mug with the word "begin" on it
PHOTO: Danielle MacInnes

Carrying on as if nothing has changed makes no sense to me. We should be asking “how can we help?”

The answer for risk practitioners should be clear: work with management to ensure the organization is prepared and capable of responding promptly and appropriately to:

  • A breakdown in the supply of materials.
  • An inability to deliver products or services to customers.
  • The forced closure of a part of the business, such as a factory or a call center.
  • The loss of key personnel who come down with symptoms.
  • The inability of a competitor to deliver products or services (an opportunity!).
  • A surge or drop in demand.
  • … and so on

Set Your Risk Audit Aside, It No Longer Applies

It may not be as easy for internal audit to know its place today, even for the next months. But carrying on as normal is unacceptable.

What was identified as the top risk when you did your audit planning and risk assessment, what you are auditing as your read this, is almost certainly not the top risk today. So set your audit plan aside.

How can we help management (and the board, albeit less directly)?

For example, when I was chief audit executive (CAE), members of my staff were part of the crisis response team. Some:

  • Stepped into temporary operations roles to supplement the management team.
  • Helped with the communications process, calling members of the emergency response team.
  • Acted as secretaries and scribes during meetings of the emergency response leadership.
  • Got out of the way. We didn’t ask management to stop planning for or responding to an emergency so they could answer our audit questions.

We also were not shy about working with management to upgrade their response plans and procedures. If the plans were lacking, and the best people to upgrade them were my audit staff, I told them to go ahead. We can draft the plans and let management review and approve. You can question whether that stepped over the independence line. My answer is that I did what was right for the organization and management still made all the decisions. The board approved warmly.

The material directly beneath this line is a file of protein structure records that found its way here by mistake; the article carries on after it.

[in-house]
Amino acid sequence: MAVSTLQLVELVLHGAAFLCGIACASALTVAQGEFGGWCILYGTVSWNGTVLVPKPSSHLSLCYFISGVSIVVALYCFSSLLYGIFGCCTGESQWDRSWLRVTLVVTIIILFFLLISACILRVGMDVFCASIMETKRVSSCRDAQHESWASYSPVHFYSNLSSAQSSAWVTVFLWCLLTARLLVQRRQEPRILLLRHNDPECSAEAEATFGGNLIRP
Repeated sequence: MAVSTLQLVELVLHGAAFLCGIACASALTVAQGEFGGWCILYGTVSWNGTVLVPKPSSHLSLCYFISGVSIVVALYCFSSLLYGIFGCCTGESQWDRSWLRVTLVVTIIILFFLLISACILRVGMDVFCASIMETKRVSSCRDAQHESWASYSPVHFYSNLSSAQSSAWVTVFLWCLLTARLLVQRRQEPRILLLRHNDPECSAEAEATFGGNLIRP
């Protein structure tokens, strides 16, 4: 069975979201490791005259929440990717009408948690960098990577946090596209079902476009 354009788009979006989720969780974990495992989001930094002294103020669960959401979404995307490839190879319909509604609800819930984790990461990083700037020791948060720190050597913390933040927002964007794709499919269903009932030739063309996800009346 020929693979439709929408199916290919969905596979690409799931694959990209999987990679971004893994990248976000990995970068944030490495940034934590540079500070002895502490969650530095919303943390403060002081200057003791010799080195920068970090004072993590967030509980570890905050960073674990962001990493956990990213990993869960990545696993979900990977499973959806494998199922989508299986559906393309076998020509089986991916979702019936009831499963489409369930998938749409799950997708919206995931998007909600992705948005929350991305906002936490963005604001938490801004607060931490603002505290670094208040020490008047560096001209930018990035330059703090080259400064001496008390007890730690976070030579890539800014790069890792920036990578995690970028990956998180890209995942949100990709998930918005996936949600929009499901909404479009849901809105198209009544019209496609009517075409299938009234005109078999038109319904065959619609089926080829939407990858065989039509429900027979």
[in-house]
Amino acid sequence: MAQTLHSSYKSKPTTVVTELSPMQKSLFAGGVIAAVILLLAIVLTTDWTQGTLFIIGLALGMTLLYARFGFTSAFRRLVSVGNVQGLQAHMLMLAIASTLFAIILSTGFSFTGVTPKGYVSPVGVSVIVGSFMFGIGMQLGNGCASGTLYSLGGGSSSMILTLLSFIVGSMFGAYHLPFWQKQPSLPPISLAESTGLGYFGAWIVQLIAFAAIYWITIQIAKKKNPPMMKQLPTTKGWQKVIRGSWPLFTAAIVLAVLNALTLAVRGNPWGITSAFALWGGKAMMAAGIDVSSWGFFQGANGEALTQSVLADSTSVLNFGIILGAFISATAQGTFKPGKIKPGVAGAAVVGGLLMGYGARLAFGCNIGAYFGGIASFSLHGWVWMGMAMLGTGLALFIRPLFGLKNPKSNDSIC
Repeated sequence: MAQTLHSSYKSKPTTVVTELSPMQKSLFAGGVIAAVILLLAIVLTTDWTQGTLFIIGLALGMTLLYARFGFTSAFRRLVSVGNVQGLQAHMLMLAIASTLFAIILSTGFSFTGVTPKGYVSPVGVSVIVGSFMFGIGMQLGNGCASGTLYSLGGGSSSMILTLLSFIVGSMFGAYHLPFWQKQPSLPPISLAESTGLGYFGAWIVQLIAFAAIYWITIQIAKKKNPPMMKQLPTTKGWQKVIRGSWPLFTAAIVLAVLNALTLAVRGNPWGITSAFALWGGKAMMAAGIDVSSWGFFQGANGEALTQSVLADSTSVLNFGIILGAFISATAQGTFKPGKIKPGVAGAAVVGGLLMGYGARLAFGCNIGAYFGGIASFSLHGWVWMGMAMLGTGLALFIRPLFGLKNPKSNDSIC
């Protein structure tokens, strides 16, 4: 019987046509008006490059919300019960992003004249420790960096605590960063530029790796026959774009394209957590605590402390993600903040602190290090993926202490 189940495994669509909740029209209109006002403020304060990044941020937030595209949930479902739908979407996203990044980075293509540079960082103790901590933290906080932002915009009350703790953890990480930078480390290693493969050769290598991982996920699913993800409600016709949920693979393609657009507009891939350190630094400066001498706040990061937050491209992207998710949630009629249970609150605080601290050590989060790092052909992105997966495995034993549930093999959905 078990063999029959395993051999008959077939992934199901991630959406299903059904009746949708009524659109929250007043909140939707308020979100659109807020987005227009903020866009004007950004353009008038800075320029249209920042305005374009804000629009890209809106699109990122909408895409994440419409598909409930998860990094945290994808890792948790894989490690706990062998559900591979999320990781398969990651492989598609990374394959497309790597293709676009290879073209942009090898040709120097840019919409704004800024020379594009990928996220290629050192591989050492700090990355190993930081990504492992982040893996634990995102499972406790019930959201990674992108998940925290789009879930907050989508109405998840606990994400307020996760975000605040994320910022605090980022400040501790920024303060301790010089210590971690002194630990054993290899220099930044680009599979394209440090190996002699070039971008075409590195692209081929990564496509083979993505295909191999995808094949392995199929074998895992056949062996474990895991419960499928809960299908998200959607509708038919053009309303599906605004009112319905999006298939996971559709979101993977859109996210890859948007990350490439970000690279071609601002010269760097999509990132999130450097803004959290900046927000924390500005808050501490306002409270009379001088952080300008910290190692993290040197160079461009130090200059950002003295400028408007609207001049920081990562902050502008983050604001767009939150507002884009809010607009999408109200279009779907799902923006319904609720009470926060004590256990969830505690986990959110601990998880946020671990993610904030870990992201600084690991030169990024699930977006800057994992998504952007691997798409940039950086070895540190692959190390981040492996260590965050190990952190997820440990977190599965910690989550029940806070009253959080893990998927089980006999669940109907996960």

Sometimes, we facilitated meetings to review, upgrade or even develop response plans.

Related Article: Crisis Communications: Are Your Staff Getting the Message?

What Internal Audit Can Do to Help

We should be talking to management and asking “how can we help?”

Perhaps we can review some of the planning that has been done, not to find fault but to make sure everything has been thought through. Maybe we simply call around and collect information about preparedness and response so we can collate and report it to management.

If management in a location is understaffed and having trouble putting a plan together, we can often help. We may know of another location that has a good plan and can help the first one modify and adopt it. If they simply have no idea what to do, we don’t stop to write an audit report; we get to it and help them write the plan.

What we don’t want to do is perform an audit of coronavirus responsiveness and deliver a report in six weeks. We need to act with agility to help the organization get through this, making informed and intelligent decisions now.

We may have a business card that says we are internal auditors. But we are part of the management team and our first duty is to help the organization succeed.

I welcome your thoughts.

(Author's Note: My friend Richard Chambers shared his thoughts on this topic here and here.)